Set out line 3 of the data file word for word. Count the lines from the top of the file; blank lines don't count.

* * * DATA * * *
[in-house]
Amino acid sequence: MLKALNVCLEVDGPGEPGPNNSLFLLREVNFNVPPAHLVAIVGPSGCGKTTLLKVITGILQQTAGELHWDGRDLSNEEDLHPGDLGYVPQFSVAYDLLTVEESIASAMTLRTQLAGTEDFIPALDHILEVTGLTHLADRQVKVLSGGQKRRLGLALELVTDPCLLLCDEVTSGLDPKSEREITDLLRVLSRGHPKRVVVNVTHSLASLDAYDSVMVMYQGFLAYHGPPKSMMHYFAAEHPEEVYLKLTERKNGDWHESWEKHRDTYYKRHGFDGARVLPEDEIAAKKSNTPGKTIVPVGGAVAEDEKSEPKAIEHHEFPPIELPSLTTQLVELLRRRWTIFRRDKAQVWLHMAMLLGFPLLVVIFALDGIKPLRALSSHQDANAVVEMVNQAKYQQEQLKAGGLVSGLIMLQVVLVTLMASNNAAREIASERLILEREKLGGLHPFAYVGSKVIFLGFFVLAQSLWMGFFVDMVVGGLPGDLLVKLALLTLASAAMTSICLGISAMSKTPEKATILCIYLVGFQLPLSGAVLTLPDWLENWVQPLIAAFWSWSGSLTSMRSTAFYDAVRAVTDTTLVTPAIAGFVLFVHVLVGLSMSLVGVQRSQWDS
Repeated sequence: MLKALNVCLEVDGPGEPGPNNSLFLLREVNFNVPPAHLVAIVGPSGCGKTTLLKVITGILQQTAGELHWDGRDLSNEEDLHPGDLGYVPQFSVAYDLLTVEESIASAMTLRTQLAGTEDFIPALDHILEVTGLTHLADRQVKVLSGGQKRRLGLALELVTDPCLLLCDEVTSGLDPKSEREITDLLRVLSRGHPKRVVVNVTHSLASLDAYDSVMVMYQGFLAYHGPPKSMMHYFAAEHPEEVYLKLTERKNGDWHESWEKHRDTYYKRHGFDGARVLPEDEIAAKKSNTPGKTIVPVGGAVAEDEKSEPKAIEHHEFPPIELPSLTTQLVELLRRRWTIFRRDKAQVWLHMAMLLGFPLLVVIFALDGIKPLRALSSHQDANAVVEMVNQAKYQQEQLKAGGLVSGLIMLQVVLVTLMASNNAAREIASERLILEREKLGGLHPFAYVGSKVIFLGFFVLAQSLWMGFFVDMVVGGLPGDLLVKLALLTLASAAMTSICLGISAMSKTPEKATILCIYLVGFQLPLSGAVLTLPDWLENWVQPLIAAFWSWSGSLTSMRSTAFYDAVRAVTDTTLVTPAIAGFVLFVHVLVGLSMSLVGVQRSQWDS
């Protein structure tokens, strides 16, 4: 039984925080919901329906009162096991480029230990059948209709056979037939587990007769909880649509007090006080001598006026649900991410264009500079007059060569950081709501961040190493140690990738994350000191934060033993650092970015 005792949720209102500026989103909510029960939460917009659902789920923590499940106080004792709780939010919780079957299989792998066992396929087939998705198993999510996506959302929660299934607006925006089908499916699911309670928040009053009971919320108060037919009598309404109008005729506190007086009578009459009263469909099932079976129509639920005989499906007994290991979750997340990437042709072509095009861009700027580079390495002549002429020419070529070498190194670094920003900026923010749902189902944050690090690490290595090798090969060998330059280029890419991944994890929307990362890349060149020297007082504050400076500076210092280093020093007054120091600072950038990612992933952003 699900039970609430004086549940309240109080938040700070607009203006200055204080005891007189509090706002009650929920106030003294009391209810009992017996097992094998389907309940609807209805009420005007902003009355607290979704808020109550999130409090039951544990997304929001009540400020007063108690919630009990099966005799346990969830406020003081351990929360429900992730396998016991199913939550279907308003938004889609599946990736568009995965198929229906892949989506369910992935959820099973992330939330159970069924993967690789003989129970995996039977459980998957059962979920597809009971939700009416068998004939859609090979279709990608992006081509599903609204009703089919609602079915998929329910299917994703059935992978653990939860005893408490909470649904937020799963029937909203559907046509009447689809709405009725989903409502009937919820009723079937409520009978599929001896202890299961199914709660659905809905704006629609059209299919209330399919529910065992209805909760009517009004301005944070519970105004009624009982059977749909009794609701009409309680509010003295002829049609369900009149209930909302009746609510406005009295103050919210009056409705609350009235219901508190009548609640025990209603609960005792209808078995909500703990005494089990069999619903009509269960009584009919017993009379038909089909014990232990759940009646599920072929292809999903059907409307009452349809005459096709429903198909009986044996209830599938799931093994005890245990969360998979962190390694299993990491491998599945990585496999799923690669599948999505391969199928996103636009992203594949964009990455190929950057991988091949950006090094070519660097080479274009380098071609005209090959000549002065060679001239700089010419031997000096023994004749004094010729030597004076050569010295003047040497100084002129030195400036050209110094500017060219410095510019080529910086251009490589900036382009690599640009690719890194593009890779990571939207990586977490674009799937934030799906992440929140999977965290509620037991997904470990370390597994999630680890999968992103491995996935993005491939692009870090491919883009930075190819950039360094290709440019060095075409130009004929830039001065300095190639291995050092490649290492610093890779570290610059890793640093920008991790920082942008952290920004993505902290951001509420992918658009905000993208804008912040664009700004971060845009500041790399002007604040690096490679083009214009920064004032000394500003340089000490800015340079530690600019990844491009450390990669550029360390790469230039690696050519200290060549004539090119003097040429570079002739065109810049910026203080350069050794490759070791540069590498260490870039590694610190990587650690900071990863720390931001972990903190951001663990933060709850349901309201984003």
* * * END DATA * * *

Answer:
Repeated sequence: MLKALNVCLEVDGPGEPGPNNSLFLLREVNFNVPPAHLVAIVGPSGCGKTTLLKVITGILQQTAGELHWDGRDLSNEEDLHPGDLGYVPQFSVAYDLLTVEESIASAMTLRTQLAGTEDFIPALDHILEVTGLTHLADRQVKVLSGGQKRRLGLALELVTDPCLLLCDEVTSGLDPKSEREITDLLRVLSRGHPKRVVVNVTHSLASLDAYDSVMVMYQGFLAYHGPPKSMMHYFAAEHPEEVYLKLTERKNGDWHESWEKHRDTYYKRHGFDGARVLPEDEIAAKKSNTPGKTIVPVGGAVAEDEKSEPKAIEHHEFPPIELPSLTTQLVELLRRRWTIFRRDKAQVWLHMAMLLGFPLLVVIFALDGIKPLRALSSHQDANAVVEMVNQAKYQQEQLKAGGLVSGLIMLQVVLVTLMASNNAAREIASERLILEREKLGGLHPFAYVGSKVIFLGFFVLAQSLWMGFFVDMVVGGLPGDLLVKLALLTLASAAMTSICLGISAMSKTPEKATILCIYLVGFQLPLSGAVLTLPDWLENWVQPLIAAFWSWSGSLTSMRSTAFYDAVRAVTDTTLVTPAIAGFVLFVHVLVGLSMSLVGVQRSQWDS